“We probably do three times as much mulch as we do topsoil each month. But the topsoil side of the business has been picking up steadily and, as we develop new markets, it should continue to grow.” Demands for topsoil can vary greatly. Florida Recyclers has customers who buy from the static pile on-site, add their own additives, rewindrow it themselves and sell the resultant product to area nurseries. “We also have a decent clientele of developers, builders and homeowners for whom we prepare a totally finished product,” explains Smith.
The C&D operation – 3,000 to 4,000 tons a month – provides an excellent feedstock for the mulch. However, because it represents about 40 percent of the overall waste stream coming into the site, C&D also presents the greatest challenges for helping the company reach desired recycling goals.
“Wood makes up about 10 percent to 15 percent of the C&D waste stream,” according to Smith. “The balance is everything from concrete to metal to general site debris. We make a real effort to effectively pull whatever we can from that stream. For example, we stockpile any concrete we get in and then bring a crusher in on a periodic basis to crush it. We sell the aggregate for road base material and use the fines from that process as daily cover at the landfill. Metal is also pulled and sent to an area scrap yard for recycling. However, other debris such as any liquids, caulking tubes, ballast from lighting, and so on, is just not recyclable so it is separated out and sent to the Class 1 landfill.”
A VIRGINIA firm called Green Waste Recyclers, LLC in Culpeper started out modestly as a small tree service, added an arbor supply company, then took the next step to recycling green and woody materials. Today the company generates better than 15,000 cubic yards of high-quality mulch per year, marketing within a 75-mile radius. For founders George and Stephanie Partlow, their modest start working out of the back of a car over 20 years ago has seen steady expansion. When an eight-acre piece of land became available, they bought it and began their recycling operation.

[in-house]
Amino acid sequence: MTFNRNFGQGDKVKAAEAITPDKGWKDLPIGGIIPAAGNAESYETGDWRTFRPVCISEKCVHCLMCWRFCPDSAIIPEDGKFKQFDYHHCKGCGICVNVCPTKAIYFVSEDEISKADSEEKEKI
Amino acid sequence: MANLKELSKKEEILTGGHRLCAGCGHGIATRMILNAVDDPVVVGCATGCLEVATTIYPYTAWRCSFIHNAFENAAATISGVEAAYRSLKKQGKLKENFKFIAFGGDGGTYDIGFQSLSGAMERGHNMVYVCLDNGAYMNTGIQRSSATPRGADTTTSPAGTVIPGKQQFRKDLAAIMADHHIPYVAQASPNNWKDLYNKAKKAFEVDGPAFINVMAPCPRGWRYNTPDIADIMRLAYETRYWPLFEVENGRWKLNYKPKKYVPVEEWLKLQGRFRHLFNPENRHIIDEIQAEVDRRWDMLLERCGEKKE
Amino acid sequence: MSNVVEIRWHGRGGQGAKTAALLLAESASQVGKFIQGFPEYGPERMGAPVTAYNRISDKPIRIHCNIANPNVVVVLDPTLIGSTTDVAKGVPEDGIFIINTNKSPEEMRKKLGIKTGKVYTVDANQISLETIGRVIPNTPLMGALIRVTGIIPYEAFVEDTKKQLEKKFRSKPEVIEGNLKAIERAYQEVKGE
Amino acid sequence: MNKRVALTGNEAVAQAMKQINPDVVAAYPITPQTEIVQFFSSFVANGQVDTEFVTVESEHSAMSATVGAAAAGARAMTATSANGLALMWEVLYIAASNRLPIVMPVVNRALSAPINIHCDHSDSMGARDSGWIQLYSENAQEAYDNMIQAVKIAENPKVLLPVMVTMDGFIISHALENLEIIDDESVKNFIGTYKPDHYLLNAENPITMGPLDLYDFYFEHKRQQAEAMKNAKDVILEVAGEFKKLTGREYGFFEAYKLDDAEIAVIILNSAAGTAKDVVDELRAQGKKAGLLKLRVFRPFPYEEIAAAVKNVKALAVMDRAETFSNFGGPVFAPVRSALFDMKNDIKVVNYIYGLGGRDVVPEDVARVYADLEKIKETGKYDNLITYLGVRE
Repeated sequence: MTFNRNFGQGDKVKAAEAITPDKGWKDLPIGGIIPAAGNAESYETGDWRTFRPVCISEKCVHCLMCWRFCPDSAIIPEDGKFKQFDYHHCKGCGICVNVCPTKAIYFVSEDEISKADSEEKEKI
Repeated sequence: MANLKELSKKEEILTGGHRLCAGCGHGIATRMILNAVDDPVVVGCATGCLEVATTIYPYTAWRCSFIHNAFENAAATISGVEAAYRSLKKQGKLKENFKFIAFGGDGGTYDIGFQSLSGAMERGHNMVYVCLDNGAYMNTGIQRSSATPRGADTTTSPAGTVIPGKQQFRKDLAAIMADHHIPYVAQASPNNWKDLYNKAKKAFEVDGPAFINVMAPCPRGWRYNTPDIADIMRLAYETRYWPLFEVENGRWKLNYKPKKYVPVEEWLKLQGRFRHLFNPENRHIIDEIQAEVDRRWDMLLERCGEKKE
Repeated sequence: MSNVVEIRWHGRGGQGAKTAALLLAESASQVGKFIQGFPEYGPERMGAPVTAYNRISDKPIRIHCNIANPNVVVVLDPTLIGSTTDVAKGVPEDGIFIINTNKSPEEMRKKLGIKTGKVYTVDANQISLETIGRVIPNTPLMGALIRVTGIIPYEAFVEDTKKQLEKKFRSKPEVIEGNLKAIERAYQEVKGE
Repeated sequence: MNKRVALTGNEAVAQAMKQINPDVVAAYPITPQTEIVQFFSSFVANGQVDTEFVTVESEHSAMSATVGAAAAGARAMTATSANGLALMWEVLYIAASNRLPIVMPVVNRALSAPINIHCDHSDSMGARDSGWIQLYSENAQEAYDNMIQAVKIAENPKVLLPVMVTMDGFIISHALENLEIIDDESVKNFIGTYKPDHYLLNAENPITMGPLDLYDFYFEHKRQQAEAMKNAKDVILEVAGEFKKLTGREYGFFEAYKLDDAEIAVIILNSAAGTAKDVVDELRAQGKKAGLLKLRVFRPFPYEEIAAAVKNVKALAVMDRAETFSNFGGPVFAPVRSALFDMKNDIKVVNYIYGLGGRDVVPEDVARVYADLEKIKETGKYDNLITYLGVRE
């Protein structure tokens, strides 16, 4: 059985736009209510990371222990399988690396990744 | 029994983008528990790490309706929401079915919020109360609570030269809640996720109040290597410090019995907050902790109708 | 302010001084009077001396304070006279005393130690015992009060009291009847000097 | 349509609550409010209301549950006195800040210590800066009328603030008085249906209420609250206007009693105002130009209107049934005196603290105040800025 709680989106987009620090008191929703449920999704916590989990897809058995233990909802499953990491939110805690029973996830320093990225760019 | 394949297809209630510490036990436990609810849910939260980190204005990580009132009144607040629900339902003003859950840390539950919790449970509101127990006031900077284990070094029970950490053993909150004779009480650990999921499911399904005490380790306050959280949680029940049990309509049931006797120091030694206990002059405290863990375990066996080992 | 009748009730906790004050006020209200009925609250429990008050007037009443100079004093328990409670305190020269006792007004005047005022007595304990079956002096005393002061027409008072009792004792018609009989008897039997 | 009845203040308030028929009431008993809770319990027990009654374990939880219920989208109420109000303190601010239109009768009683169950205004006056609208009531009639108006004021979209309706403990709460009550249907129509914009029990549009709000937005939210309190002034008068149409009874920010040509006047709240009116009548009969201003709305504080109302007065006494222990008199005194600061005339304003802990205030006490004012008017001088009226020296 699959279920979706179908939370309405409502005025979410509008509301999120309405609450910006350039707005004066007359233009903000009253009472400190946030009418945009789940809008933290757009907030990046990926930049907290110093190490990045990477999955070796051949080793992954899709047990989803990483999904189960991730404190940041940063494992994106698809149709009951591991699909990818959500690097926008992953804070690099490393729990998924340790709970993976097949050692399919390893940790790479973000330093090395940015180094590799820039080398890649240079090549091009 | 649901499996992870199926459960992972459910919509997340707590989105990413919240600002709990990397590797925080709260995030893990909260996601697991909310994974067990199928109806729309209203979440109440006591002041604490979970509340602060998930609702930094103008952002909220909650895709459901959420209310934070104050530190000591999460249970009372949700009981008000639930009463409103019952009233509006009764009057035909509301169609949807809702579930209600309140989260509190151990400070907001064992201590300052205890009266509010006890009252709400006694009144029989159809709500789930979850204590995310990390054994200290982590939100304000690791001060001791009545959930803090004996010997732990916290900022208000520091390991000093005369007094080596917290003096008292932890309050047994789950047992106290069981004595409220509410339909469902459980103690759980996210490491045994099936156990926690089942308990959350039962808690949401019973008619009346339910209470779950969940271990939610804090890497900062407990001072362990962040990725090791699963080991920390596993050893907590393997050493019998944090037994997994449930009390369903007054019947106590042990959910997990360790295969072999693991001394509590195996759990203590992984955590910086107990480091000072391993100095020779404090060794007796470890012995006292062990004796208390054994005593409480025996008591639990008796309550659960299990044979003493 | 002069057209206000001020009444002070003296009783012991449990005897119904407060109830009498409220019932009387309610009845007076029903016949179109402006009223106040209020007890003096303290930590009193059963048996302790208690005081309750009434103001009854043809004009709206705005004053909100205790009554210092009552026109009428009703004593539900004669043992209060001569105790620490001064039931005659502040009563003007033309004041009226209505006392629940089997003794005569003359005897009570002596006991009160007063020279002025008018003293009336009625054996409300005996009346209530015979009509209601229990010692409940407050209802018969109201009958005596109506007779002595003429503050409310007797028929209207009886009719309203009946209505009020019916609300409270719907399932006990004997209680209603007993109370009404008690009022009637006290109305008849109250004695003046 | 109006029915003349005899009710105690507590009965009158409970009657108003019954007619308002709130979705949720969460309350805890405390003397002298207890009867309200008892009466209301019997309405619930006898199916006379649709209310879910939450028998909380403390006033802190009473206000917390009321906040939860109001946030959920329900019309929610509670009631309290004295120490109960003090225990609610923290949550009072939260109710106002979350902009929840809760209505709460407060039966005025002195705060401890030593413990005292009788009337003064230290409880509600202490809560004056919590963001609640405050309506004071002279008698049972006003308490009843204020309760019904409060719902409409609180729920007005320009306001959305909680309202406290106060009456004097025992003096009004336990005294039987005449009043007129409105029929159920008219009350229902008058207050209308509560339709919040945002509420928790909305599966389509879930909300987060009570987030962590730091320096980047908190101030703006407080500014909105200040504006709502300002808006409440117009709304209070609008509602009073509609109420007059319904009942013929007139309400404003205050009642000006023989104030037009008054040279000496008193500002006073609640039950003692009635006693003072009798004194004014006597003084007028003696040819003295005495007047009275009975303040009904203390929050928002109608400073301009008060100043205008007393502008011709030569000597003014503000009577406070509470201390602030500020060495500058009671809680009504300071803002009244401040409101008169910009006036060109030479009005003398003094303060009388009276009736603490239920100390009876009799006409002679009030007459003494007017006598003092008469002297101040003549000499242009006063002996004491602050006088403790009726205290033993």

With a John Deere loader and excavator, and a Morbark tub grinder, Green Waste Recyclers debuted in 2001. Material at the Culpeper site is collected both from their own projects as well as from other area tree services that benefit from having an alternate source for their disposal needs. “We take in material in just about every form,” says George Partlow. “That includes whole trees, stumps, limbs – occasionally a tree service will even bring in chips from their operations. They know we will find it a home.” That home, as Partlow puts it, is as a high-quality hardwood mulch which is run through the grinder, then reground to create the product most desired by area customers.
“Right now we are selling the product to area households and landscapers,” he says. “While we don’t bag any of the mulch for commercial sale or colorize it, we have looked at both of those options and are considering them. The demand certainly seems to be there, but Stephanie and I are extremely careful about controlling the rate of our growth.”
In addition to processing material at the Culpeper site, Partlow’s crew also takes the Model 1300 out for contract grinding. Doing so has often taxed the recycling operation, prompting an additional purchase.
“This area is just booming in terms of development,” says Partlow. “We can easily be kept busy processing full-time for area developers and land clearing firms. It’s a challenge just to get the unit back into the yard to grind the material for the mulch we need. As a result, we’ve purchased an additional grinder. Once we take delivery on that, we will have one unit out in the field and one dedicated to processing here at the yard.”